Opioid analgesics and the risk of serious infections
Wiese, Andrew David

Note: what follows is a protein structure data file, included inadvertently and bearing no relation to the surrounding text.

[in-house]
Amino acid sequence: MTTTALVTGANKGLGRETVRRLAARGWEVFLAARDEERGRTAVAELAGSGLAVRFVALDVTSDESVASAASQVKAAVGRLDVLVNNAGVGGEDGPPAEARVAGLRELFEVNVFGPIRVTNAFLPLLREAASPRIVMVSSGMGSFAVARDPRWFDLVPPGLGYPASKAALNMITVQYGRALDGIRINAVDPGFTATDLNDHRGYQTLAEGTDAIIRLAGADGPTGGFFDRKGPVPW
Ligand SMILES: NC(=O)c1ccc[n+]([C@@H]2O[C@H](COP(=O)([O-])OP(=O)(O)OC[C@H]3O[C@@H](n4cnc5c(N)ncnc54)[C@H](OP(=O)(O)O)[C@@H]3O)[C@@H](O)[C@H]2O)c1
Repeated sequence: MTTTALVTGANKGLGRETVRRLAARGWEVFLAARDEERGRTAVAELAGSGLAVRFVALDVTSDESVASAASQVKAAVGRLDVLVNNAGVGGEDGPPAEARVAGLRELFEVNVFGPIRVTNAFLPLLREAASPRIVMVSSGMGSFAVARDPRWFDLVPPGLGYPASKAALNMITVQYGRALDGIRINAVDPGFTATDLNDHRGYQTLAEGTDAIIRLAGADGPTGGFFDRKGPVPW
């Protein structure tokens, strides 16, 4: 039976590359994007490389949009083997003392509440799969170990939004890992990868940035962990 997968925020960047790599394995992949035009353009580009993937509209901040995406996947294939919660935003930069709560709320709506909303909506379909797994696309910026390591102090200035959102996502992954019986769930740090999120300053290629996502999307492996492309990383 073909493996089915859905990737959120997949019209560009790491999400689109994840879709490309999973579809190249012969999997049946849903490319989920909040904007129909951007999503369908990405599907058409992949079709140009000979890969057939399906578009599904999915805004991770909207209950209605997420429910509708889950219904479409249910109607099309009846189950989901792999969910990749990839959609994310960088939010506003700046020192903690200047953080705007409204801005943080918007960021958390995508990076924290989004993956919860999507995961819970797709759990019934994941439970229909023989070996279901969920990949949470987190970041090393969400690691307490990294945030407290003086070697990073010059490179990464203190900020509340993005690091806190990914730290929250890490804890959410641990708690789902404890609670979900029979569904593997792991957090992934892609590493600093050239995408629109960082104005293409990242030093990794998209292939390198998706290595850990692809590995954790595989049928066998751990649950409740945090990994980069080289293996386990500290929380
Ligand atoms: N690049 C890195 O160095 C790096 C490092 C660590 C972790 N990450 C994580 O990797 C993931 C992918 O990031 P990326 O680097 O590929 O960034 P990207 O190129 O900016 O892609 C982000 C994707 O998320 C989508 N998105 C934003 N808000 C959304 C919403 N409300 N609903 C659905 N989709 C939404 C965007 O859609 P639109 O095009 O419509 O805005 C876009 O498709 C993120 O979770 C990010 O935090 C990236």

Although certain opioid analgesics have shown immunosuppressive properties in animal experiments, the clinical implications of prescription opioid use on the risk of serious infection among humans are unknown. We conducted a series of epidemiological studies to test the hypothesis that prescription opioid use is an independent risk factor for serious infections and that the association differs across opioid type and dose. In a nested-case control study conducted among subjects enrolled in Tennessee Medicaid (TennCare), we showed that opioid use was strongly and consistently associated with an increased risk of laboratory-confirmed invasive pneumococcal disease (IPD). The observed association was strongest for long-acting and high potency formulations, and for high dose opioids. As laboratory-confirmed IPDs are relatively rare, a separate study was conducted to assess the performance of coding algorithms for identifying hospitalizations for serious infections from TennCare administrative data. Using medical chart reviews as reference, we demonstrated that coded algorithms had a high positive predictive value for identifying true infections, supporting their use in epidemiological studies. Finally, we assembled a retrospective cohort of adults enrolled in TennCare who initiated use of long-acting opioids to compare the risk of serious infection among subjects initiating opioids with previously reported immunosuppressive properties compared to those initiating opioids without known immunosuppressive properties. Hospitalizations for serious infection were identified using our previously validated coding algorithms. The incidence of serious infections was significantly higher among users of opioids with previously described immunosuppressive properties, compared with users of opioids without immunosuppressive properties. These findings complement previous experimental evidence and support the hypothesis that opioid use is a novel, clinically important risk factor for serious infections.